Guillet-Claude et al. [40] identified polymorphic sites of COMT associated with DINAGZ, all located in non-coding regions. No association was found between polymorphisms within CCoOAMT1 and DINAGZ, while an 18-bp Indel associated with DINAGZ was identified for CCoAOMT2. DINAGZ and DNDF are both estimates of CWD based on in vitro enzymatic solubility, differing on how the fully digestible part of the non-cell-wall part is computed. The correlation between the two traits is high (nearly 0.90, INRA Lusignan unpublished data). For this reason, the association results from Guillet-Claude et al. [40] should be phenotypically comparable to our analysis (using DNDF).

After taking population structure into account, five sub-populations were identified for this line panel by Camus-Kulandaivelu et al. [57]. In total 14 polymorphic sites showed significant associations with DNDF for the three investigated genes (Table 6). Thirteen of those polymorphic sites were singletons, and most of them were located in non-coding regions.

Table 6 Significant polymorphic sites identified in Exp. 2 in comparison to Exp. 1

For COMT, three SNPs and two Indels were identified by GLM. The SNP located at position 1948 bp was also identified as significantly associated with DNDF in Exp. 1. This SNP was observed to be in high LD with another polymorphic site at position 1981 bp, not identified in Exp.1, and low LD with the other three trait-associated sites identified in Exp. 2. The two polymorphic sites at positions 749 bp and 1981 bp were also present in Exp.1, but not significantly associated with any of the four traits analyzed. Two polymorphisms located in the promoter (at positions 342 and 659 bp) were not polymorphic in Exp.1.

Contrary to the findings of Guillet-Claude et al. [40], two SNPs and three Indels showed significant associations between CCoAOMT1 and DNDF. One SNP located at position 944 bp was also found to be significantly associated with NDF and OMD in Exp. 1. This SNP was in high LD with Indels at positions 704 and 734 bp, and in low LD with polymorphic sites at positions 956 and 972 bp. The Indel at positon 734 bp was also observed in Exp.1, but it was not significantly associated with any four traits investigated in Exp. 1. Four SNPs in CCoAOMT2 sequence were significantly associated with DNDF. All polymorphisms were singletons not identified in Exp.1, and three of them were located in non-coding regions.


Impact of sequence alignments and association analysis methods on results of association studies

Changing alignments parameters for gap opening and gap extension costs leads to the creation of alignments with different Indel sizes and frequencies [58]. Different studies investigated consequences of different alignments parameters settings in the outcome of phylogenetic studies [5962]. However, little is known about the effect of different alignment settings in association analysis. Our results demonstrate that different sets of polymorphisms are identified by association analyses, depending on alignments settings (Table 3). This is especially true for sequences with multiple Indels as observed for COMT, where choosing optimal alignment parameters might be difficult. Comparison of different alignments varying for gap costs may be used to identify the most consistent significantly associated polymorphic sites.

In this study, cell wall traits of two relatively small populations (40 and 34 lines) were tested for associations with two large sets of polymorphic sites (SNPs and Indels). The large number of independent variables (SNPs/Indels) in relation to number of dependent variables (lines/phenotypic data) increases the chances of false positive associations due to overfitting [63]. However, we believe that high heritability values of the cell wall traits analyzed [42, 44] and stringent significance levels estimated by 10.000 permutations limit the rate of false positives [64].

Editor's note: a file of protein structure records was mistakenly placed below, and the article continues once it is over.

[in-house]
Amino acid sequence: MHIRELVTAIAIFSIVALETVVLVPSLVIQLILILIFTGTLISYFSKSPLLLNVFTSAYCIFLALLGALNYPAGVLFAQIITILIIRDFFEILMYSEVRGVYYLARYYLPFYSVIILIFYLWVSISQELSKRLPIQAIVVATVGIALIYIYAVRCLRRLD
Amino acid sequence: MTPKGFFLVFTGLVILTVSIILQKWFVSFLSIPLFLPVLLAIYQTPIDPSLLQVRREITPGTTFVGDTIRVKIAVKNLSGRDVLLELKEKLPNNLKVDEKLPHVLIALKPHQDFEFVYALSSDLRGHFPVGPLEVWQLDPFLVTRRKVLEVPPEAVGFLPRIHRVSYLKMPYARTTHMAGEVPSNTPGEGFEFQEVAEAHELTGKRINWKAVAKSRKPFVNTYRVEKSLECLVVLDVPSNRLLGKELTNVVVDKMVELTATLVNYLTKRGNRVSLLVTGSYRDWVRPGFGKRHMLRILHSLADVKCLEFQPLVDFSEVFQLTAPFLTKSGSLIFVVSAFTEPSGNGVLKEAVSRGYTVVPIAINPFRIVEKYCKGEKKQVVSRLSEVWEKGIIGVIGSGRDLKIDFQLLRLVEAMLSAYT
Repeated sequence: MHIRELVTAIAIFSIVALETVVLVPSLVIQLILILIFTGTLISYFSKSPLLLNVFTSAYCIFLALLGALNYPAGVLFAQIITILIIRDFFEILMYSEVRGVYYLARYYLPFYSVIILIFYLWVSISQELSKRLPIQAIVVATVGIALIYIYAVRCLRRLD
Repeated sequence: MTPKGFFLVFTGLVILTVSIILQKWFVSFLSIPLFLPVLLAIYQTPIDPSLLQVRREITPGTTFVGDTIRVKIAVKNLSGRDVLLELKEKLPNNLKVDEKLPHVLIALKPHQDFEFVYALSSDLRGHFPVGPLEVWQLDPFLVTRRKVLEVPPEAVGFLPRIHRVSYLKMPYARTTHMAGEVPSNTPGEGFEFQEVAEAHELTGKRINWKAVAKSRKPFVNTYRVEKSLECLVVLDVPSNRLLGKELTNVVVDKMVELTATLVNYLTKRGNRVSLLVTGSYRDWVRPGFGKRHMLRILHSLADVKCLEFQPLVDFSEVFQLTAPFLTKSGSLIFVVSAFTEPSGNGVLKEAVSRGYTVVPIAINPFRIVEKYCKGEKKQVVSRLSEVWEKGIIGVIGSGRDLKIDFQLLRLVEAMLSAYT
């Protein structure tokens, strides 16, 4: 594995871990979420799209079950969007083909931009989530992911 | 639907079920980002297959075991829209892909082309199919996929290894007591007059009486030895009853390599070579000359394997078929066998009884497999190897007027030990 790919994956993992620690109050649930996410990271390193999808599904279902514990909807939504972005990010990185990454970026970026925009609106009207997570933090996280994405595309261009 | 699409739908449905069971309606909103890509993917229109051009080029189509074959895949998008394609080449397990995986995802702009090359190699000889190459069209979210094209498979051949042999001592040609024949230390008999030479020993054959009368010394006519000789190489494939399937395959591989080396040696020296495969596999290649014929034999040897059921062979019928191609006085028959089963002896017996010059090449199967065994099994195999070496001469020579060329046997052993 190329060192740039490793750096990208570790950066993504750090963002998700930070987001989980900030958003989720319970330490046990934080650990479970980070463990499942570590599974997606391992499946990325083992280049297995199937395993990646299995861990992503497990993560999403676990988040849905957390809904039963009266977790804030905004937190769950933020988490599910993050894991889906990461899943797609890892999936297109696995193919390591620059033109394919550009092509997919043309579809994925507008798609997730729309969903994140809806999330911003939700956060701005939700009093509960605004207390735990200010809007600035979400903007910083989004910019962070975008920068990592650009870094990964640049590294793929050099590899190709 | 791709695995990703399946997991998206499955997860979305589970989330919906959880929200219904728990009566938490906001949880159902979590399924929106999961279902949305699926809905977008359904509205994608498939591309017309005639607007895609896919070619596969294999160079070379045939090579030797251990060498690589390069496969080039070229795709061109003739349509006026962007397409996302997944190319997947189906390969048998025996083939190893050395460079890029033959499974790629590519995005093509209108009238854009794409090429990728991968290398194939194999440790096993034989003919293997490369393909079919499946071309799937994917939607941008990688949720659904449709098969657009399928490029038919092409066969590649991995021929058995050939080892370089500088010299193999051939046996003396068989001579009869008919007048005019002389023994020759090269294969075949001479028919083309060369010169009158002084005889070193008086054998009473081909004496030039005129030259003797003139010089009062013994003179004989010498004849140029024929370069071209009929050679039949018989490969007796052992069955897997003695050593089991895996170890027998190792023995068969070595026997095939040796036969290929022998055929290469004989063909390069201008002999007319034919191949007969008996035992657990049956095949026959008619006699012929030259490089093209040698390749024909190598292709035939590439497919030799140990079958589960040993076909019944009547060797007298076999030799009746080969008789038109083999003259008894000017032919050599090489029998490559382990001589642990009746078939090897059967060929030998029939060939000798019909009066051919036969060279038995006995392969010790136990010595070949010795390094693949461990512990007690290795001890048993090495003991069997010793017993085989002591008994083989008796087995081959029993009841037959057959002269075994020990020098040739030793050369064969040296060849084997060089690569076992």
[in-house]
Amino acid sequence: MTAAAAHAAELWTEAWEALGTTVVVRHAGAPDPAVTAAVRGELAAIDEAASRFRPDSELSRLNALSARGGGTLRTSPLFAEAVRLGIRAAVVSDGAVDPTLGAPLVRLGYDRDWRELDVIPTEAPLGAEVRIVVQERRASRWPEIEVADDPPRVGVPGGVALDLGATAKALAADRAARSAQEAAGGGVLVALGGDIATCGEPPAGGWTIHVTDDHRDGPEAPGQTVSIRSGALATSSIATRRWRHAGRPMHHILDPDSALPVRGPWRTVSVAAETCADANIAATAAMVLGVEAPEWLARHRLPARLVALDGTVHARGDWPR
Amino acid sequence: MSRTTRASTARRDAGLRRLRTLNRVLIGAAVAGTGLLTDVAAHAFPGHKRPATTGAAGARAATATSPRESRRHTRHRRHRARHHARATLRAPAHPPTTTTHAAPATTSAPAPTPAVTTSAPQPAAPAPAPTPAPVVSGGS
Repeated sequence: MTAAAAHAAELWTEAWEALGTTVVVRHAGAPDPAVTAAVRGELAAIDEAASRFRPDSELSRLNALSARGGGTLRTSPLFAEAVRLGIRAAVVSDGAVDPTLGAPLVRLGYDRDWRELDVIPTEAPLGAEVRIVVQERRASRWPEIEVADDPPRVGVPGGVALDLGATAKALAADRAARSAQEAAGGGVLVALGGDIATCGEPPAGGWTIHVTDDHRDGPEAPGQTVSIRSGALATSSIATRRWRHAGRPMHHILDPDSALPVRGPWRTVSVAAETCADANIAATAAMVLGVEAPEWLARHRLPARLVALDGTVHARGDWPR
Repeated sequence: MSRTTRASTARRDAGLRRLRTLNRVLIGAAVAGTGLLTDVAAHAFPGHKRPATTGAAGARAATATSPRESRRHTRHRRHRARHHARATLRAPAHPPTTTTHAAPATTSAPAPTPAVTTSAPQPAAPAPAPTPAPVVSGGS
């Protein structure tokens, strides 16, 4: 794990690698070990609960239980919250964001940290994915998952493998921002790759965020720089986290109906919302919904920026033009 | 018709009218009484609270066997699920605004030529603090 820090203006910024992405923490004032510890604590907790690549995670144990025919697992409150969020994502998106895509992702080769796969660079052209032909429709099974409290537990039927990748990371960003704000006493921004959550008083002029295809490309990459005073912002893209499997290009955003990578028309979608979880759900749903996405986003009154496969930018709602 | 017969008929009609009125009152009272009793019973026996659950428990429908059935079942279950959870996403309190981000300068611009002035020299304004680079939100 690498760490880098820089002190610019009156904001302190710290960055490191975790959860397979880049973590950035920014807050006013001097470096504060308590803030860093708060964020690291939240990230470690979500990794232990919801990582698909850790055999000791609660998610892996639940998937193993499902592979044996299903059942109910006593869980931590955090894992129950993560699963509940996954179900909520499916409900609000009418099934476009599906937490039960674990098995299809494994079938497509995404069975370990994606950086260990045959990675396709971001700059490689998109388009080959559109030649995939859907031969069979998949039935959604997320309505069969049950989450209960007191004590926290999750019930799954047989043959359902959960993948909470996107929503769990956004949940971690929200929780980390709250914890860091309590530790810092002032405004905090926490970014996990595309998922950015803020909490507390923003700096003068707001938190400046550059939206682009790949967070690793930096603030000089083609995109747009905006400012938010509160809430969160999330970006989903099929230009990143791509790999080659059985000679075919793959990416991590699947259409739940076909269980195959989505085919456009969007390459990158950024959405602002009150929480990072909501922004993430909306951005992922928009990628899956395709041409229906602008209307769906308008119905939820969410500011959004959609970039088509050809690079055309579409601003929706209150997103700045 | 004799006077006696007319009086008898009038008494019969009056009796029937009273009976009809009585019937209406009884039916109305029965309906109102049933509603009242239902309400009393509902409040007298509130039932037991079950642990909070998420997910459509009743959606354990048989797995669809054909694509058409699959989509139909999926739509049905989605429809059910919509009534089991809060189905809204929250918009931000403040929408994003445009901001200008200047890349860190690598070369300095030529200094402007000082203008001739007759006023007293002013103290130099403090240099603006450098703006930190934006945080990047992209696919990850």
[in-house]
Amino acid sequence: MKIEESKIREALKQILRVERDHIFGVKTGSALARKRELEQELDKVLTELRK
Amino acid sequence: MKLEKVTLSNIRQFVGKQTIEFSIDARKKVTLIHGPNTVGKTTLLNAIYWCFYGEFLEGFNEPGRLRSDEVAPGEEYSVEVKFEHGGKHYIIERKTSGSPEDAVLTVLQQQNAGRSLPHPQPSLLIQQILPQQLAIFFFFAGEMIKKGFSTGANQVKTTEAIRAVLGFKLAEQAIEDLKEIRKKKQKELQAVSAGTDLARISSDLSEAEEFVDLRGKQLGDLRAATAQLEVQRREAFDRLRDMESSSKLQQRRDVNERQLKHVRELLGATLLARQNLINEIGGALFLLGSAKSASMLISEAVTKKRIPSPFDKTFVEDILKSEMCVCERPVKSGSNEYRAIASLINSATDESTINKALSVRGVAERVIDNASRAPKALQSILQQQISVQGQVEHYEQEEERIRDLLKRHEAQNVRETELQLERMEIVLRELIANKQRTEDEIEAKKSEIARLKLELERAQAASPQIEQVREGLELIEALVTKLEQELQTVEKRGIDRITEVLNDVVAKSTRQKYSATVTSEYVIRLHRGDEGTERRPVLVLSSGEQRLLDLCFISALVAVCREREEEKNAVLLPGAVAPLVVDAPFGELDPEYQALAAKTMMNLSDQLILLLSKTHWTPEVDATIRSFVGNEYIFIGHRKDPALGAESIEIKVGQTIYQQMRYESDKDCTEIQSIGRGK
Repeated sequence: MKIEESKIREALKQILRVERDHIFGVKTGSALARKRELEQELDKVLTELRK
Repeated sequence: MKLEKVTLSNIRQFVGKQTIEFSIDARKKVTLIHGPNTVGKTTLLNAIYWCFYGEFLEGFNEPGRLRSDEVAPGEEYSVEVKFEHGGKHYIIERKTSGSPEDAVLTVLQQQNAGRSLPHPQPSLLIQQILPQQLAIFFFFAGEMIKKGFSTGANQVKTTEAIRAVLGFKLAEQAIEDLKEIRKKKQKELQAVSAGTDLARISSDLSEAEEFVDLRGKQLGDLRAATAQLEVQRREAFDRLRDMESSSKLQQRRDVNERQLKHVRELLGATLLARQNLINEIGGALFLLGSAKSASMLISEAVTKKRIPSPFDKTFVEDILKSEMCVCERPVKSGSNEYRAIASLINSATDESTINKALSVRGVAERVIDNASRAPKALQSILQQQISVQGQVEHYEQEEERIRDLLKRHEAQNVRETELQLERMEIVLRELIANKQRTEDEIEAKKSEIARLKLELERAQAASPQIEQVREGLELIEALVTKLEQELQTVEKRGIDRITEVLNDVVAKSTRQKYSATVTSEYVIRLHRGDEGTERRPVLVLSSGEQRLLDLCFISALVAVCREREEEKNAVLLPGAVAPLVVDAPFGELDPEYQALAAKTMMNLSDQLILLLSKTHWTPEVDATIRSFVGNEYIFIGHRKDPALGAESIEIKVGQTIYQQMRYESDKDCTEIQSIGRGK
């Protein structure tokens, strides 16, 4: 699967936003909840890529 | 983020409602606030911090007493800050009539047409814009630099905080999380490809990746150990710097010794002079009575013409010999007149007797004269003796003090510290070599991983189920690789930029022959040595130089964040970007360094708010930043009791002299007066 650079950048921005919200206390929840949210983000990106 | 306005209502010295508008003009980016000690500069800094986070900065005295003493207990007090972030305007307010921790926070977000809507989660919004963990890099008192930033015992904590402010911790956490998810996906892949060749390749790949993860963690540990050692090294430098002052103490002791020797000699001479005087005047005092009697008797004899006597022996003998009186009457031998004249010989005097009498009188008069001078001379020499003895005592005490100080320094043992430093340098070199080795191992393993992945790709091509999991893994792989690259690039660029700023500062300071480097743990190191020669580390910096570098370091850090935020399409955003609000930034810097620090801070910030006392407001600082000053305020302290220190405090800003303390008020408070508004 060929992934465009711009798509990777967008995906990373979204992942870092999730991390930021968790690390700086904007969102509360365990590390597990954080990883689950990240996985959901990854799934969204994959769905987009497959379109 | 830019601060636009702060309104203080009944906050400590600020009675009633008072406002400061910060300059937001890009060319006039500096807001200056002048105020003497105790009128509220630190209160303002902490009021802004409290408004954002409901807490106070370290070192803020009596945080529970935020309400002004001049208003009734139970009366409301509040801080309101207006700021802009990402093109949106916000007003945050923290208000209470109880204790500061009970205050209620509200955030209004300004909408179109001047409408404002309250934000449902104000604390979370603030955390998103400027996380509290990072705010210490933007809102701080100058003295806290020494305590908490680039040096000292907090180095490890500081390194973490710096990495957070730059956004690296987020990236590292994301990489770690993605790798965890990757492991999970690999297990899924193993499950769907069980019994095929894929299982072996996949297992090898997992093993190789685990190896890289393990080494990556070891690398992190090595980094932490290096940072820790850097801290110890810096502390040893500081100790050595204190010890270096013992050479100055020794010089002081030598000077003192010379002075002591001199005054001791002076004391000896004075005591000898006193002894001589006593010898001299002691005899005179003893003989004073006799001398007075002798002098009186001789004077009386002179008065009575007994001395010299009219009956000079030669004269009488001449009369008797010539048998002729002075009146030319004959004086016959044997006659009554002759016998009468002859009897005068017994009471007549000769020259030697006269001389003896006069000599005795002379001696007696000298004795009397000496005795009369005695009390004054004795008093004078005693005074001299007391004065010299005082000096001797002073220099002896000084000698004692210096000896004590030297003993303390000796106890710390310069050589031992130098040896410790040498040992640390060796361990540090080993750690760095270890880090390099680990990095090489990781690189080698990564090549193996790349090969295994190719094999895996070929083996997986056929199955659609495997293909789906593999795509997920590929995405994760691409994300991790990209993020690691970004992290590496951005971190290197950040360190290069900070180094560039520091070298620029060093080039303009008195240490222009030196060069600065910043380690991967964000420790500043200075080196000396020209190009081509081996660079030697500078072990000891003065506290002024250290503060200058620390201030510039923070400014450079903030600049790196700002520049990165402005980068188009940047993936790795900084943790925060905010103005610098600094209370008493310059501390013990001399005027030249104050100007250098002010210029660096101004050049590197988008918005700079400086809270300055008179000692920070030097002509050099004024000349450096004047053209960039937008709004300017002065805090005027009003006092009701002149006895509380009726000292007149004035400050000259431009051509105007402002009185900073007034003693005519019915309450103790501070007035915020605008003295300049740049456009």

The control of systematic differences due to population structure and kinship has also been suggested to avoid spurious associations and for greatest statistical power in association studies [53, 65]. In this study, two of our models (GLM and Logistic Regression) were controlling for population structure, and the mixed model (MLM) approach was controlling for both population structure and kinship. Most of the lines evaluated in this study could be clearly identified as Flint or Dent lines (see Figure five: Andersen et al. [38]).

Across the investigated genes in this study, most of the significantly associated polymorphisms were detected by Logistic Regression, followed by GLM and MLM. A few previous studies compared results of association analyses from these methods. Andersen et al. [66] in an attempt to validate associations of the Dwarf8 locus identified by Thornsberry et al. [52], identified a larger number of polymorphisms associated with flowering time when using GLM (without control of population structure) as compared to Logistic Regression (with control of population structure). According to the authors, GLM identified more significant polymorphisms, because variation of causal alleles was closely correlated with population structure. In corroboration with our results, Andersen et al [42] observed a larger number of significant polymorphisms by GLM analysis accounting for population structure as compared to MLM accounting for both population structure and kinship corrections. Fewer significant polymorphisms identified by MLM are expected, as MLM also corrects for kinship, and significant polymorphisms identified in GLM but not in MLM might thus reflect identity of polymorphisms by descent. Investigating three QTL in 277 diverse maize inbred lines, Yu et al. [53] concluded that the model accounting for both population structure (Q) and relative kinship (K) gave the best approximation to the cumulative distribution of p-values when compared to models containing only K, only Q and a simple model (in which family structure is ignored).